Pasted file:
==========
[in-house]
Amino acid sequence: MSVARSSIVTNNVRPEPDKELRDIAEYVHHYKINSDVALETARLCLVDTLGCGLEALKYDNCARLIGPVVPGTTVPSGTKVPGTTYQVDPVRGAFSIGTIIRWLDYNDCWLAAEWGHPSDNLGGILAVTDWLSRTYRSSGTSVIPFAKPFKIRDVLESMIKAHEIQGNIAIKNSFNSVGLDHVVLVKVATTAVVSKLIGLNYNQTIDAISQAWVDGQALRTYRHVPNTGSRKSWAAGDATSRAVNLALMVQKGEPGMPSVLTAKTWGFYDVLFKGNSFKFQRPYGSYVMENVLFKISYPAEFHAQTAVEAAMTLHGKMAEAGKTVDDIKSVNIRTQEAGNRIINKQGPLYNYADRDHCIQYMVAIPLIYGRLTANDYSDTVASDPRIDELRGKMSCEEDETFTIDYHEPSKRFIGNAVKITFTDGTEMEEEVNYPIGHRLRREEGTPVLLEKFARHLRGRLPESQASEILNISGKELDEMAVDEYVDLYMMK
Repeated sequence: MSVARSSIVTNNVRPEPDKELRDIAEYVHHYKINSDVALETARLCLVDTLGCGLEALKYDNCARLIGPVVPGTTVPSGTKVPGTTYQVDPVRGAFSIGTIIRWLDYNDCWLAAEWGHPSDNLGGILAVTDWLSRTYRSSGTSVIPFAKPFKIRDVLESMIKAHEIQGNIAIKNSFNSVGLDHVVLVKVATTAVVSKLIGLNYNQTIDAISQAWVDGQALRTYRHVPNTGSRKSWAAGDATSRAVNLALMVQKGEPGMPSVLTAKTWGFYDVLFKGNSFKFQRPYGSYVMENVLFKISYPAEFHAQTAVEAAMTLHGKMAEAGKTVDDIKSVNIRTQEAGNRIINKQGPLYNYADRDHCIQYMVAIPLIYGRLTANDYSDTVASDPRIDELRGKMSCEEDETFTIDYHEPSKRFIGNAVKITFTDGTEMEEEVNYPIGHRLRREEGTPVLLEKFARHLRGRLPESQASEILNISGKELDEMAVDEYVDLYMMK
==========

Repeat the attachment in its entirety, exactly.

[in-house]
Amino acid sequence: MSVARSSIVTNNVRPEPDKELRDIAEYVHHYKINSDVALETARLCLVDTLGCGLEALKYDNCARLIGPVVPGTTVPSGTKVPGTTYQVDPVRGAFSIGTIIRWLDYNDCWLAAEWGHPSDNLGGILAVTDWLSRTYRSSGTSVIPFAKPFKIRDVLESMIKAHEIQGNIAIKNSFNSVGLDHVVLVKVATTAVVSKLIGLNYNQTIDAISQAWVDGQALRTYRHVPNTGSRKSWAAGDATSRAVNLALMVQKGEPGMPSVLTAKTWGFYDVLFKGNSFKFQRPYGSYVMENVLFKISYPAEFHAQTAVEAAMTLHGKMAEAGKTVDDIKSVNIRTQEAGNRIINKQGPLYNYADRDHCIQYMVAIPLIYGRLTANDYSDTVASDPRIDELRGKMSCEEDETFTIDYHEPSKRFIGNAVKITFTDGTEMEEEVNYPIGHRLRREEGTPVLLEKFARHLRGRLPESQASEILNISGKELDEMAVDEYVDLYMMK
Repeated sequence: MSVARSSIVTNNVRPEPDKELRDIAEYVHHYKINSDVALETARLCLVDTLGCGLEALKYDNCARLIGPVVPGTTVPSGTKVPGTTYQVDPVRGAFSIGTIIRWLDYNDCWLAAEWGHPSDNLGGILAVTDWLSRTYRSSGTSVIPFAKPFKIRDVLESMIKAHEIQGNIAIKNSFNSVGLDHVVLVKVATTAVVSKLIGLNYNQTIDAISQAWVDGQALRTYRHVPNTGSRKSWAAGDATSRAVNLALMVQKGEPGMPSVLTAKTWGFYDVLFKGNSFKFQRPYGSYVMENVLFKISYPAEFHAQTAVEAAMTLHGKMAEAGKTVDDIKSVNIRTQEAGNRIINKQGPLYNYADRDHCIQYMVAIPLIYGRLTANDYSDTVASDPRIDELRGKMSCEEDETFTIDYHEPSKRFIGNAVKITFTDGTEMEEEVNYPIGHRLRREEGTPVLLEKFARHLRGRLPESQASEILNISGKELDEMAVDEYVDLYMMK